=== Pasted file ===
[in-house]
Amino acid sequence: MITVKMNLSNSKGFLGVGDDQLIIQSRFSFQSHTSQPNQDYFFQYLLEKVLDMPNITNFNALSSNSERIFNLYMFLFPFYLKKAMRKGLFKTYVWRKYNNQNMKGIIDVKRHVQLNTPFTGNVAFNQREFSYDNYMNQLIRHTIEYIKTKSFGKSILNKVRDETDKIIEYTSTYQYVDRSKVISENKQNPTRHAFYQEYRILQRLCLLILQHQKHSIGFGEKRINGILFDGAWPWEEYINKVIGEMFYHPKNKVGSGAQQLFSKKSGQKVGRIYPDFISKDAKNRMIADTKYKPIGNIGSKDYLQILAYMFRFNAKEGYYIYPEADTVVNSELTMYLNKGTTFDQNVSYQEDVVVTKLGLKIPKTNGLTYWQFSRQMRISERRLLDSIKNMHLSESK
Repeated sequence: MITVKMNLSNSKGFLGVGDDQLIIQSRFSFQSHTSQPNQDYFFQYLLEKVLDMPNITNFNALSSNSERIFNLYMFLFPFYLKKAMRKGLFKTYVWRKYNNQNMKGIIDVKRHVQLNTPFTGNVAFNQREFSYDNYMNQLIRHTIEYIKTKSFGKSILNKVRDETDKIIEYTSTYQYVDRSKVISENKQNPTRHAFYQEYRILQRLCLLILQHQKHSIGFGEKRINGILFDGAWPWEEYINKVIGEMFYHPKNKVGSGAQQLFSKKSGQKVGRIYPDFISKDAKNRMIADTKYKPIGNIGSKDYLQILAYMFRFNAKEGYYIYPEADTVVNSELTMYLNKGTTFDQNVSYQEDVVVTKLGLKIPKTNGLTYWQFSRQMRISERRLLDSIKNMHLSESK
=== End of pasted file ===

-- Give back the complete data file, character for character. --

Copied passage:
[in-house]
Amino acid sequence: MITVKMNLSNSKGFLGVGDDQLIIQSRFSFQSHTSQPNQDYFFQYLLEKVLDMPNITNFNALSSNSERIFNLYMFLFPFYLKKAMRKGLFKTYVWRKYNNQNMKGIIDVKRHVQLNTPFTGNVAFNQREFSYDNYMNQLIRHTIEYIKTKSFGKSILNKVRDETDKIIEYTSTYQYVDRSKVISENKQNPTRHAFYQEYRILQRLCLLILQHQKHSIGFGEKRINGILFDGAWPWEEYINKVIGEMFYHPKNKVGSGAQQLFSKKSGQKVGRIYPDFISKDAKNRMIADTKYKPIGNIGSKDYLQILAYMFRFNAKEGYYIYPEADTVVNSELTMYLNKGTTFDQNVSYQEDVVVTKLGLKIPKTNGLTYWQFSRQMRISERRLLDSIKNMHLSESK
Repeated sequence: MITVKMNLSNSKGFLGVGDDQLIIQSRFSFQSHTSQPNQDYFFQYLLEKVLDMPNITNFNALSSNSERIFNLYMFLFPFYLKKAMRKGLFKTYVWRKYNNQNMKGIIDVKRHVQLNTPFTGNVAFNQREFSYDNYMNQLIRHTIEYIKTKSFGKSILNKVRDETDKIIEYTSTYQYVDRSKVISENKQNPTRHAFYQEYRILQRLCLLILQHQKHSIGFGEKRINGILFDGAWPWEEYINKVIGEMFYHPKNKVGSGAQQLFSKKSGQKVGRIYPDFISKDAKNRMIADTKYKPIGNIGSKDYLQILAYMFRFNAKEGYYIYPEADTVVNSELTMYLNKGTTFDQNVSYQEDVVVTKLGLKIPKTNGLTYWQFSRQMRISERRLLDSIKNMHLSESK